Scotland's two-minute silence to remember war dead
Scotland fell silent at 11:00 as people across the country remembered the war dead.
A cannon was fired at Edinburgh Castle to signal the start of the two-minute silence to mark Armistice Day.
Services of remembrance were held at churches and war memorials around the country.
It is 98 years since the guns fell silent in World War One at the 11th hour, on the 11th day of the 11th month.
In Glasgow, Poppyscotland volunteers broke from a day of fundraising activities to pay their respects at the city's cenotaph in George Square.
The Lord Provost, Sadie Docherty, joined them and read Laurence Binyon's For The Fallen.
The city centre square is currently home to the Every Man Remembered statue, which depicts an unknown soldier in glass case, surrounded by hundreds of poppies.
Commemorations also took place in the capital, with events organised at the Princes Street garden of remembrance, Edinburgh Waverley station and Edinburgh Castle.
Nicola Sturgeon did not attend a public event, but a spokeswoman for the first minister said she observed the two-minute silence and would be at a Remembrance service on Sunday.
In Paisley, pupils from two primary schools joined military, civic and church representatives for the annual Renfrewshire children's armistice service.
After the event in Paisley Abbey, they headed to the town's cenotaph for a two-minute silence.
The effect of World War One on Scotland's towns and villages
More than 700,000 men were killed in World War One - 1.7% of the population of the United Kingdom.
Scotland was particularly badly affected and new figures reveal the impact of the bloody conflict on towns across the country.
In a list of the 10 UK towns worst-affected by the Great War, six are Scottish.
Durham tops the list compiled by Ancestry, but Dumfries is third, having lost 4.79% of its population of just over 30,000 in the war.
The survey found:
- A total of 244 men from Lanark died in the war - just over 4% of the town's population;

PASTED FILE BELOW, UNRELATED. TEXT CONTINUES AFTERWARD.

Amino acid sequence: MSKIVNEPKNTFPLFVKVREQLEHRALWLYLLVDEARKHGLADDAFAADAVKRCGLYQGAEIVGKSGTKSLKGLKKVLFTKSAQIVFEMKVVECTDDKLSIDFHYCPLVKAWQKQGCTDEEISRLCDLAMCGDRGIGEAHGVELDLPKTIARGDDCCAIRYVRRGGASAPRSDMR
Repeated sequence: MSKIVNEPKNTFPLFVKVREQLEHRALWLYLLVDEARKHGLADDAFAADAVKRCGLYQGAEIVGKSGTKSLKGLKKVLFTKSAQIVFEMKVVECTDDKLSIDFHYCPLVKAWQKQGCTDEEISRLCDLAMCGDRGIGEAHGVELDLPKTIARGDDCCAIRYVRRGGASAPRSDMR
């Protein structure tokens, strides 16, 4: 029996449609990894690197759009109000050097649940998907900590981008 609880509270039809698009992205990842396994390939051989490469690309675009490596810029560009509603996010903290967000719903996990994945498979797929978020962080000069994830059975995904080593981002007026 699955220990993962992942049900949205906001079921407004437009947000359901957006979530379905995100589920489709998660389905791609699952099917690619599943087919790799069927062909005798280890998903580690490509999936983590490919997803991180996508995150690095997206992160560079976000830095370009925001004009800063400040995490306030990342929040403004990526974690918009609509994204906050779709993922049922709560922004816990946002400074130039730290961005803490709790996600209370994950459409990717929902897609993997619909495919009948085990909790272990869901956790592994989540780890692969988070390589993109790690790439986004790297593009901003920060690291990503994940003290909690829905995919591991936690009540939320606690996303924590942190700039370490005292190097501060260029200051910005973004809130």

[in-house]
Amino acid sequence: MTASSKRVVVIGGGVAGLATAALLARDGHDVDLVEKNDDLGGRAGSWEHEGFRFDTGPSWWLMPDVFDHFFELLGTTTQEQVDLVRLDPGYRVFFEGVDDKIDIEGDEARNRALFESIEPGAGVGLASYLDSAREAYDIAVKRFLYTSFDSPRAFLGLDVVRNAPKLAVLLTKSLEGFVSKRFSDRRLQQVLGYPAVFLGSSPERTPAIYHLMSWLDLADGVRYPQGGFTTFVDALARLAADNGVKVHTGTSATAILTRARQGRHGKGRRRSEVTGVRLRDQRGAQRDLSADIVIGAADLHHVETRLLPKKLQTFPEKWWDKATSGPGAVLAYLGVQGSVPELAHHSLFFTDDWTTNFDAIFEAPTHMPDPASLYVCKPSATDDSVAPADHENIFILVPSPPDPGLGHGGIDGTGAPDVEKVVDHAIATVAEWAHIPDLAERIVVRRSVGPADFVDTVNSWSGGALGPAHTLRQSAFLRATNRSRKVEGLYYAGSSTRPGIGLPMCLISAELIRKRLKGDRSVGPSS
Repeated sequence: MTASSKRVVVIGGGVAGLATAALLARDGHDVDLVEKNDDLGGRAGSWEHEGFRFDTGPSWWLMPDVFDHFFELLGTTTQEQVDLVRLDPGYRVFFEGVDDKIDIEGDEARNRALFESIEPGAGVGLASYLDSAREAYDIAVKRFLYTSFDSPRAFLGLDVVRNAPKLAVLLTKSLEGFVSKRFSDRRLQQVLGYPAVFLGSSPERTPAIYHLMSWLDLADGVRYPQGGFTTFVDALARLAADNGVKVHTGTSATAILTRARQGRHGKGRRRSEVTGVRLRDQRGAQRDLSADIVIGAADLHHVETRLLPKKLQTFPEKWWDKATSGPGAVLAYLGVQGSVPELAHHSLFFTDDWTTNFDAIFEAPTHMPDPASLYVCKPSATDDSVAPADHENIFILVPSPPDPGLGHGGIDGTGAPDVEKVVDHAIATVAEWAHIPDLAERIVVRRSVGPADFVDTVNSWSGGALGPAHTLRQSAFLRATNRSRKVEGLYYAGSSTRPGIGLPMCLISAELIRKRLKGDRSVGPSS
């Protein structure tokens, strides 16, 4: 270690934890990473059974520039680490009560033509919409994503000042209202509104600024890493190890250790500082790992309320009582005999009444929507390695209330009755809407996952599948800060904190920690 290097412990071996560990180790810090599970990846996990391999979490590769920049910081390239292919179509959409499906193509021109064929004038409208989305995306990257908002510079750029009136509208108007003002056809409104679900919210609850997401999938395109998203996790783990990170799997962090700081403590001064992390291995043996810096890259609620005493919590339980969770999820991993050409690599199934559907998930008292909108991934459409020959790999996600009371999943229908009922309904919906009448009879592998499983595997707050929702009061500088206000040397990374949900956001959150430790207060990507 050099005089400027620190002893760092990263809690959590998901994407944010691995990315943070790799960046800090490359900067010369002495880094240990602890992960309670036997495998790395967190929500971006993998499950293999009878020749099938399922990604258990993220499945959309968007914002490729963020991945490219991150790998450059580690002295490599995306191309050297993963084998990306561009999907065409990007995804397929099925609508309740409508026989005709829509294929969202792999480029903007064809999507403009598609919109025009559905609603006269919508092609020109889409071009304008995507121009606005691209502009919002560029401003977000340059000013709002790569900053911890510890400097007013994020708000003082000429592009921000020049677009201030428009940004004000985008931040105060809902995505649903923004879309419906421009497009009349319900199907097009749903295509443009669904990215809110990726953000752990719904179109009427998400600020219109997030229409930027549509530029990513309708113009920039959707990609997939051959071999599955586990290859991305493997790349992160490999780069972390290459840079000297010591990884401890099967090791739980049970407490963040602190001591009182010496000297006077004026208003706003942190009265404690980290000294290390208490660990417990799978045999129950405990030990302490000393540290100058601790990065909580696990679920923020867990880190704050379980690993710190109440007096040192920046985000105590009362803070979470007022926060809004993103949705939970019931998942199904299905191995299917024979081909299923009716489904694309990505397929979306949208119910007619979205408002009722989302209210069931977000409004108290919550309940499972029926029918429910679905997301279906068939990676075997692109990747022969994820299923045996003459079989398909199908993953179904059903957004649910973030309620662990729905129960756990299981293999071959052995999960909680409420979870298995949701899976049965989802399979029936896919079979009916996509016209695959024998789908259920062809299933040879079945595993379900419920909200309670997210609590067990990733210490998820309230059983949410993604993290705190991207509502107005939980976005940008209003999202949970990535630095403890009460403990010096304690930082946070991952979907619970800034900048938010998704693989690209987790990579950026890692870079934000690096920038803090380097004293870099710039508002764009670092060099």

- Perth lost 2,202 people from its population of more than 60,000;
- Forfar suffered 329 deaths - equivalent to about 3% of its residents;
- A total of 390 men from Galashiels fell - or 2.68% of the population;
- In Montrose, which had almost 11,000 residents, 289 men failed to return from the front line.
It also revealed that 13,740 people from Glasgow died in the war - only London suffered more losses during the 1914-18 conflict.
Ancestry senior content manager Miriam Silverman said: "The First World War was devastating for communities across the UK.
"Sadly many brave soldiers did not return to their cities, towns and villages, leaving friends and families bereft.
"It may be a century ago, but their communities and country as a whole honour their bravery today."
In Bishopton, Renfrewshire, Finance Secretary Derek Mackay joined veterans from the Erskine care home to lay wreaths and remember their fallen colleagues.
Meanwhile, 20 of Scotland's most famous landmarks will glow red at the weekend in support of the Scottish Poppy Appeal.
Edinburgh Castle, The Kelpies and St Magnus Cathedral in Orkney are among the structures taking part in the "Light Up Red" campaign.
The heavy horse statue next to the M8 motorway near Ballieston will also wear a specially-designed poppy to celebrate the appeal.
Poppyscotland's head of fundraising, Gordon Michie, said: "It's fantastic to see Scotland lighting up poppy red for the Scottish Poppy Appeal, and we've been blown away by the country's support.
"We hope that when people see all these wonderful iconic structures glowing red over the weekend they will think about the many ways they too can go the extra mile in their support for this year's Poppy Appeal.
"Whether it's putting a little bit more in the poppy tin, or doing something completely different to raise money, every penny helps us to offer life-changing support so we can be there when they call for backup."